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Two measurements from different sources - how to combine?

  1. Nov 30, 2014 #1
    I can get a measurement of my distance between points (x1,y1,z1 and x2,y2,z2) by analysing position data from a GPS/barometer system, which has a standard deviation of about 2m for x y z positions. I can also analyse data from a system that provides velocity with a standard deviation of about 0.5 m/s for x y z velocities. I integrated the magnitude of the velocity values, obtained position and used this to find distance. Given that I have 2 values for distance, how should I combine them to report the best estimate?

    I have not repeated the experiment. The object moved while the two devices outputted their measurements.
  2. jcsd
  3. Nov 30, 2014 #2


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    With a weighted average, where the weights are the inverse variances.

    If your two points are not far away (both in space and time), GPS will give the difference much more accurate than the positions on their own because the uncertainties are highly correlated.
  4. Dec 1, 2014 #3
    I dont know the standard deviation of the distance that I obtained after integrating velocity. I only know that the standard deviation for the velocity was 0.5 m/s. Would the standard deviation of the distance be the standard deviation of the velocity multiplied by the sample period? I numerically integrated the magnitude of velocity:
    d(i) = d(i-1) + v(i)*dt
    Where d is the distance, v is the the velocity and dt is he sample period. i is the sample index.
    Is the standard deviation of the distance (obtained by finding the difference in two consecutive GPS positions) be equal to the standard deviation of the position given by the GPS?
  5. Dec 1, 2014 #4

    Stephen Tashi

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    How much time do you have to invest in this mathematical question? For example, it might be that you are writing a report than very few people will read carefully and those that do read it won't take any significant actions based on the techncial details. . Or it might be that the object is a sunken treasure and estimating cost of a multi-million dollar expedition to find it depends crucially on the "uncertainty" in the object's location.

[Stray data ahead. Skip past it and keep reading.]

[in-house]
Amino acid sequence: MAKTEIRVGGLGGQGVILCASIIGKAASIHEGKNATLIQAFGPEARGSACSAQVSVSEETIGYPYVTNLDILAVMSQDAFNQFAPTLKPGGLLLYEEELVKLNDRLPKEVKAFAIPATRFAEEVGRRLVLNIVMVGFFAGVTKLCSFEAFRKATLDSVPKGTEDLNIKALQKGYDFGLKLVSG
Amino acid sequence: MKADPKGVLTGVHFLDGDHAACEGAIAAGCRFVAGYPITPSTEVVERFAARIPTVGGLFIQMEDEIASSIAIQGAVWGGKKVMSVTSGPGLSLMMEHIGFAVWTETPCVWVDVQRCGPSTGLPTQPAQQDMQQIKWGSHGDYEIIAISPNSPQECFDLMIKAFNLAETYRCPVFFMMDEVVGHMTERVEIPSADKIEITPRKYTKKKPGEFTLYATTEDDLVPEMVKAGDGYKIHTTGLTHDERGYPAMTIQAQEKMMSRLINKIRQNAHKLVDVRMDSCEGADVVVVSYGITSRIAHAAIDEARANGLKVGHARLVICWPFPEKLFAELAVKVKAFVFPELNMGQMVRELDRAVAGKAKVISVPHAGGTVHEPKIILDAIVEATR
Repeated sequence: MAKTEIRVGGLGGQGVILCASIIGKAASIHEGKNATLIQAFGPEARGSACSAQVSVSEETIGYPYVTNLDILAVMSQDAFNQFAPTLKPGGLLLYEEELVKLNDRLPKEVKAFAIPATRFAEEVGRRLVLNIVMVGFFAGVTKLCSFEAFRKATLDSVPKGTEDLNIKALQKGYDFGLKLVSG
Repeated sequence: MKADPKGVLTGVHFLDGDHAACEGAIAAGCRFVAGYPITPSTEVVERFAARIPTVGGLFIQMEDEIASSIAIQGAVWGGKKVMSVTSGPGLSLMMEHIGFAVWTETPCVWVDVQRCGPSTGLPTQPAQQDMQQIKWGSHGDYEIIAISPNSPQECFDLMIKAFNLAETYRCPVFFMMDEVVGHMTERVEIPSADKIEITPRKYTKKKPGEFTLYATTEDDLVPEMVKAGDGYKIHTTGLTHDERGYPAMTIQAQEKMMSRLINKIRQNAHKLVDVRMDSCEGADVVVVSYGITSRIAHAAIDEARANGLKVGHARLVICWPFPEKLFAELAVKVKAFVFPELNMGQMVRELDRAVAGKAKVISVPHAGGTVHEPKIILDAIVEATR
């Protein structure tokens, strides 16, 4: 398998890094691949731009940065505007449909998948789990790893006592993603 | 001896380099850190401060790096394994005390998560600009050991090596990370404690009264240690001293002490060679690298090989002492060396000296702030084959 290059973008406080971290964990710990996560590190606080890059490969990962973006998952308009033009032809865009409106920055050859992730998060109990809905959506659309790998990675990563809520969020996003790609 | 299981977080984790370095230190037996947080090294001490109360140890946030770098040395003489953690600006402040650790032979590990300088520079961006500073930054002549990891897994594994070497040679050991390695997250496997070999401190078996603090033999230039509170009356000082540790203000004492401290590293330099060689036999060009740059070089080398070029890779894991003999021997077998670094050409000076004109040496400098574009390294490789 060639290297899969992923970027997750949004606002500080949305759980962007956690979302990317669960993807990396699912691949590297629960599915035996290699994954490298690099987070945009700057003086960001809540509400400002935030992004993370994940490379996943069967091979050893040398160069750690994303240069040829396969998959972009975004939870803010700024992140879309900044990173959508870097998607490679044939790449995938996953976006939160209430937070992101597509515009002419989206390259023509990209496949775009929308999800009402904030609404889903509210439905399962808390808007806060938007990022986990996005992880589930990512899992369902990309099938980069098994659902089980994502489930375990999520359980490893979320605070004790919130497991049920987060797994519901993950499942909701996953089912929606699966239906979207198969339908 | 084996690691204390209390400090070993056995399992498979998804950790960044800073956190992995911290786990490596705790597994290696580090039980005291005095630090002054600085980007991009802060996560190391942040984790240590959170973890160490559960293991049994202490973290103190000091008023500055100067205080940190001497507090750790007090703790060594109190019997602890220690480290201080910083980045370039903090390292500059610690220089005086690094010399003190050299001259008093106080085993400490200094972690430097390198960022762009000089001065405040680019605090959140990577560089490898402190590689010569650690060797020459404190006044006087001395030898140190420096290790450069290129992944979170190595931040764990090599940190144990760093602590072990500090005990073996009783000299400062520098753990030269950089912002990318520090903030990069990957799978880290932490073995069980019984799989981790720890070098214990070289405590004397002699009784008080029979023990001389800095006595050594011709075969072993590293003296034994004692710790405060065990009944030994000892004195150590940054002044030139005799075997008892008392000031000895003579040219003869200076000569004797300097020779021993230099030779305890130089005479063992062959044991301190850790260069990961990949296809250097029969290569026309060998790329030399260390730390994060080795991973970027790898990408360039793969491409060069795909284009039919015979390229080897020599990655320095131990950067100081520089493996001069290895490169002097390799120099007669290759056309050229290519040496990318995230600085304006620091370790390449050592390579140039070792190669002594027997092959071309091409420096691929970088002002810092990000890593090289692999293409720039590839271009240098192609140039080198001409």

For a routine report, you could assume the errors are independent. For a sunken treasure, there might be papers written on how (x,yz) errors in GPS/barometer systems are correlated and those should be consulted

    For a routine report, we could assume the velocity measurements are indpendent and identically distributed. For sunken treasure, we should look at how your x,y,z velocity data was generated. Often such data doesn't not come directly from 3 sensors, each measuring a particular coordinate direction. Instead it may come from other less direct measurements that are run through some algorithm to produce (x,y,z) data.

    It will be important to know how many velocity values were used in the integration. One would expect the estimate of total distance to be more subject to error when more measurements are involved. There are different ways to estimate integrals from discrete data. Some involve fitting polynomials to intervals of the data and then integrating the polynomials. What method did you use?

    Unfortunately, there is no definition for "best estimate" in mathematical statistics. There are definitions for technical things like "minimum variance unbiased estimator". For a routine report, you can try to find the "minimum variance unbiased estimator" if it exists.

    The meaning of "the distance" needs to be confirmed. Suppose the object starts its trip at the origin of the coordinate system. Are you interested in the standard deviation of the distance between the origin and the estimated final position ( that one distance, not the values of the x,y,z coordinates)? Or are you interested in the distance between the final estimated position and the actual final position of the object?

    For sunken treasure, you need to consider the cost of making errors in estimates. For example, thinking of a flat earth, the (x,y) position of the treasure might be more critical to get right than the z of it, if the z is always the bottom of the ocean at (x,y).
  6. Dec 1, 2014 #5


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    Only if you know the velocity is constant. Otherwise the uncertainty will grow slower than linearly.
    What are typical velocities and distances in your setup? It looks like the velocity measurement will be very imprecise compared to the GPS data, then you can simply ignore it.

    It would be sqrt(2) times this value of the uncertainties would be uncorrelated, otherwise it will be smaller (differential GPS can get precisions of a centimeter). It would help to get some rough size of the system to see if that is a good assumption.
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